Harken Derm

Sailing fast when the winds are slow

Published on March 3rd, 2015

Despite how random the conditions are when the winds are light, some people are just better. Here are some tips on how to sail fast when the winds are slow…

David Dellenbaugh, Speed & Smarts: When you’re racing in light air, a three-knot increase in wind velocity might improve your boat speed by 30% or 40% (and you will point higher, too). But in heavy air, the same wind increase might improve your speed only 5% to 10% (and it probably won’t help your pointing).

What this means is that puffs are a lot more valuable, relatively, when the wind is light. So, in those conditions, try to look for and sail toward better velocity. This will usually help your performance much more than finding good shifts in wind direction.

Brad Russell, North Sails: In air under 6 knots the air has a laminar-type flow to it. At 6 it becomes turbulent. There is not changeover, it’s like a switch.

In light air you always want to sail for pressure. The differences in wind speed are so great that going 20 degrees the wrong way is worth it if you’re going twice as fast.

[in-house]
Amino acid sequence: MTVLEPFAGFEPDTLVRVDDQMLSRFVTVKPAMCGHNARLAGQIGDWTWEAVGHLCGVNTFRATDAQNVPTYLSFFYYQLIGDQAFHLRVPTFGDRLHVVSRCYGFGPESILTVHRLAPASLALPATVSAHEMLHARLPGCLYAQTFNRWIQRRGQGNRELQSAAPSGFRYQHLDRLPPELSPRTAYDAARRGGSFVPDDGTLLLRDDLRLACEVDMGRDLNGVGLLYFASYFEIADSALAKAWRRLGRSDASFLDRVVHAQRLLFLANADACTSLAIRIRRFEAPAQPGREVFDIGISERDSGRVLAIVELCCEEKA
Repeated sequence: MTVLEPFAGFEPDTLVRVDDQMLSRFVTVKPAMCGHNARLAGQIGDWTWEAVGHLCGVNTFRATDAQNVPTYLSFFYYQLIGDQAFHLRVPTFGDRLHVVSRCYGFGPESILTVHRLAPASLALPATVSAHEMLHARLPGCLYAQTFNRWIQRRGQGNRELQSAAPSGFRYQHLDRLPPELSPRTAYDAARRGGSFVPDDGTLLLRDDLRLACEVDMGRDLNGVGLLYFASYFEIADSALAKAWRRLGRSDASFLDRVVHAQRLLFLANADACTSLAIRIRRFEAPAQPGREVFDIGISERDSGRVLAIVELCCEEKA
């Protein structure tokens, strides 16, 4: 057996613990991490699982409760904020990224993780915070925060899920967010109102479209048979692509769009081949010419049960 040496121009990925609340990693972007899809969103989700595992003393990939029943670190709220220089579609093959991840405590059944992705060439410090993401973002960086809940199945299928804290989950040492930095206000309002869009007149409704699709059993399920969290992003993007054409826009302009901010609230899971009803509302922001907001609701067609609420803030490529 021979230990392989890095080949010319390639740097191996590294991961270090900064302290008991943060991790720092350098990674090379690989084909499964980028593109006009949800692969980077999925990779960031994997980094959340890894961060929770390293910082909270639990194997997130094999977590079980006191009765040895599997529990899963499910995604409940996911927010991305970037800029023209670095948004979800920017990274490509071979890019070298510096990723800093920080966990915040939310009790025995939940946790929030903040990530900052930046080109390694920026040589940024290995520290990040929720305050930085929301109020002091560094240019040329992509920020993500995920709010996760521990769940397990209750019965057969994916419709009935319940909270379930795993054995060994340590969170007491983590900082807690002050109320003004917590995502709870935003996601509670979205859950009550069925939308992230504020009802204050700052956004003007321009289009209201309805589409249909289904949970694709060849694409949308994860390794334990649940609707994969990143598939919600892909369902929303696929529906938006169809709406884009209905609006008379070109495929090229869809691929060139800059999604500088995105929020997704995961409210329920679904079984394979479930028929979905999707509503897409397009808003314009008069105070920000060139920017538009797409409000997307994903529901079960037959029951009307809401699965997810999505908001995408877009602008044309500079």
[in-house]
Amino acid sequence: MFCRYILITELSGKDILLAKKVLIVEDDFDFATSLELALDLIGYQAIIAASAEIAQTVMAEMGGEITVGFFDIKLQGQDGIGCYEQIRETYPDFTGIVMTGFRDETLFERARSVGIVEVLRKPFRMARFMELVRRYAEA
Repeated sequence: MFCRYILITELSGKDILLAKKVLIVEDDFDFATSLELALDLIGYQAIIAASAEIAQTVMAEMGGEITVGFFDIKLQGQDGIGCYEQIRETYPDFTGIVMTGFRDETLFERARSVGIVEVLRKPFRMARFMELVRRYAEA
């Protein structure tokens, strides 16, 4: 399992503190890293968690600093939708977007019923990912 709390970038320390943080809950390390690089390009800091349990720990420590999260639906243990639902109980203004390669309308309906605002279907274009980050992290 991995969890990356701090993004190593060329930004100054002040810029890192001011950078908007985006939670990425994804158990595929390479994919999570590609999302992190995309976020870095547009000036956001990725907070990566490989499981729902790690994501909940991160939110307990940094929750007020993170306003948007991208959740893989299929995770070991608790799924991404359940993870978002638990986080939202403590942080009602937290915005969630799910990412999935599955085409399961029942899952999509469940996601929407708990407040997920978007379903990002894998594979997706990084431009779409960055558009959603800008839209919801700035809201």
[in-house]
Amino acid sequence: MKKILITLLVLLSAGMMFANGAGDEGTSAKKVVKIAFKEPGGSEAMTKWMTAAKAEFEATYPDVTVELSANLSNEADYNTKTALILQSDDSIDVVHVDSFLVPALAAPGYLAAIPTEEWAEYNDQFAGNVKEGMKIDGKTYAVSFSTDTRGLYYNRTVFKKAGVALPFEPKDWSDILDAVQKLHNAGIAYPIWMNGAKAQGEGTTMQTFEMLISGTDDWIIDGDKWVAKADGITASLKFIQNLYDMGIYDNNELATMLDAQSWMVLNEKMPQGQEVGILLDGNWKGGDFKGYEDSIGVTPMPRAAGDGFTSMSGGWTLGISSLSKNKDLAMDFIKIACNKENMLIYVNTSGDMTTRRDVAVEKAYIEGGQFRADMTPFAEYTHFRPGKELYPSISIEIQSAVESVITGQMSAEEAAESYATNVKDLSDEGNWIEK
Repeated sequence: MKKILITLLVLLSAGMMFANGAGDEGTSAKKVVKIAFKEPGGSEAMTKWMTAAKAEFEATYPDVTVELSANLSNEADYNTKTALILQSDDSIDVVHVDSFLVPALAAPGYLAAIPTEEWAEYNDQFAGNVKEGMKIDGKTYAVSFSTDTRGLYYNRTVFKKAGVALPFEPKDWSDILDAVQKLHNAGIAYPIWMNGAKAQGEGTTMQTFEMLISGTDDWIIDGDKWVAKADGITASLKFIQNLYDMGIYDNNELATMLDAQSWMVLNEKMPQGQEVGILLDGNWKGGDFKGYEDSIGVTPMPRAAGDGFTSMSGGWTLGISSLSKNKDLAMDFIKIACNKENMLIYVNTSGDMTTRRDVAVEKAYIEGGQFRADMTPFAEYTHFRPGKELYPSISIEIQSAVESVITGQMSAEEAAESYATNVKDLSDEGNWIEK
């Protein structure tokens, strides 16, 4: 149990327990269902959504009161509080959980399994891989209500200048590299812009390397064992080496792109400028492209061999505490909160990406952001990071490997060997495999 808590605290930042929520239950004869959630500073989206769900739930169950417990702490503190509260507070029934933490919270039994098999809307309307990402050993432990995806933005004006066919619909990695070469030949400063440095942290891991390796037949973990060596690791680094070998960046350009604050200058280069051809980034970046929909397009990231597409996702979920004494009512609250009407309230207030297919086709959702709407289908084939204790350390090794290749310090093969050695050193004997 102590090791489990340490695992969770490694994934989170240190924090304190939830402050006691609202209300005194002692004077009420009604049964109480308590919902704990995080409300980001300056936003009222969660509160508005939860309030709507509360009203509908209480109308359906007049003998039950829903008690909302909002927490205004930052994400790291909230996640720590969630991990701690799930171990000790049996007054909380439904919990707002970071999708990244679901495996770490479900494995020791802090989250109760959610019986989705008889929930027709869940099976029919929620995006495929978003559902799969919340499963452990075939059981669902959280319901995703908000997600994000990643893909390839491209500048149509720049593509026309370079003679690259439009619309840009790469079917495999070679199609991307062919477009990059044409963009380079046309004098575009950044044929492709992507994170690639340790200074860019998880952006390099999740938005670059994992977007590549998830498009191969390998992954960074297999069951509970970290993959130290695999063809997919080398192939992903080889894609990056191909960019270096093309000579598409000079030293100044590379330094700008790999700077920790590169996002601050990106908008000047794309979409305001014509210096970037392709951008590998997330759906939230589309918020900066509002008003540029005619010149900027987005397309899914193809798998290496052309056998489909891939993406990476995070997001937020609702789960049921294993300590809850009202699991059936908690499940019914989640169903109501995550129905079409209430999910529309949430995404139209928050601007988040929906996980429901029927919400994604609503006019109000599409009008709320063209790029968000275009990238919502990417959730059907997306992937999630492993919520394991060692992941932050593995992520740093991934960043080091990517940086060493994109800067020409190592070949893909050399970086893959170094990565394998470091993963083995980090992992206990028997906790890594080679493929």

Look for the puffs and try to ‘connect the dots’ on your way up the course. If it’s not quite that light, look for the closest path to the next pressure and take it.

You need a lot more twist in your sails in light air because the air is flowing at a different speed at the top of your mast than the bottom. This is caused by the difference in apparent wind. The apparent wind up top is much more to windward than the bottom, which is why you need more twist in your sails.

Make sure you’re flying your top tell tale and aren’t over trimmed in the light air.

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